Is this because of incestuous ties with City Council sell-outs like Rotkin? Or a fundamental class bias?

ACLU did hold an abstract forum about the national Patriot Act chaired by non other than the great local civil libertarian Mike Rotkin. The same Rotkin who, with Kennedy and Porter, killed any attempt to establish local protections against the Patriot Act, such as Arcata, Palo Alto, and San Francisco have.

As to the fight against the drug war, where's the ACLU in attacking bogus prosecutions, the immense waste of taxpayer money, and the class-biased LOCAL prosecutions? Nowhere to be seen.

How about some local stats on how many people are incarcerated for simple possession or sales of marijuana? Last time I approached District Attorney Bob Lee for stats on this, he informed the computers were down, or were being changed.

I don't entirely agree with "Frustrated" that local action is useless--if there actually were some local action.

After all our local action in a county-wide Initiative declaring Medical Marijuana legal was followed three years later by the state's Proposition 215. More important a local cannabis club opened up on Maple St. and operated continuously--feds and state narcs not withstanding for five years or so.

Local action can have real impact, if there is any real interest in restoring civil liberties locally.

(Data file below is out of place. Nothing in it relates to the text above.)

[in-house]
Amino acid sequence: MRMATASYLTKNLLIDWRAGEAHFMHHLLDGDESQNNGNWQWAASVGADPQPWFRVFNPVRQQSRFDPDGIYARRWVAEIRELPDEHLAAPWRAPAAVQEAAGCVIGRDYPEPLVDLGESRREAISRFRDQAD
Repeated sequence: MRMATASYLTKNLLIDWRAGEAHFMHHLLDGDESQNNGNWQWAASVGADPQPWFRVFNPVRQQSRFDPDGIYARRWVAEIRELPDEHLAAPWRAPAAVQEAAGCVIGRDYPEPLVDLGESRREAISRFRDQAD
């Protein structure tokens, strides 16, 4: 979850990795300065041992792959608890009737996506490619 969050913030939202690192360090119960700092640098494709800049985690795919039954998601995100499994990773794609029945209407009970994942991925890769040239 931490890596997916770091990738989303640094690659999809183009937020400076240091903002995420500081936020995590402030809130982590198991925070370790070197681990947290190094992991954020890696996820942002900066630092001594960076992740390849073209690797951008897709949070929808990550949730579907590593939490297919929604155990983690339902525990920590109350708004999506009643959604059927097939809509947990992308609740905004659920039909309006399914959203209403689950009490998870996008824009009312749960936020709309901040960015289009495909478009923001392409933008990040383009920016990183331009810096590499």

CHP officials are threatening to shut down "Peace Friday" on the Branciforte freeway
[See "39 Cities Call for Peace" story on the local interest section of the OPen Newswire.]

Folks attending the Drug Policy forum, might want to raise these uncomfortable questions before throwing money and support to ACLU locals who shun local civil liberties concerns like the plague.

Re: America's Failed Drug War: Santa Cruz and the National Debate

Federal Law supercedes state law,and state law supercedes local law.The federal cops are enforcing federal law.If the local cops tried to stop them they'dbe committing federal crimes.
I think the drug laws are unconstitutional but the only constitutional ways to change them are to challenge them through the courts,or through new congressional legislation.The idea the ACLU program isn't serious becaue the ACLU isn't involved in every local issue is naive and uninformed.The ACLU is a volunteer organization .If local Attorneys aren't volunteering to do constitutional cases locally ,pro bono that's not a reflection on the national ACLU. That said ,I'm extremely frustrated tha I can'tget ACLU representation I was pulled over illegally by cops who wanted to search me for drugs-I didn't agree so they took my car.,TheY had no legitimate probable cause.Thsi stuff happens so muchi

location of Holy Cross Church

Holy Cross Church in Santa Cruz is located at:
126 High St.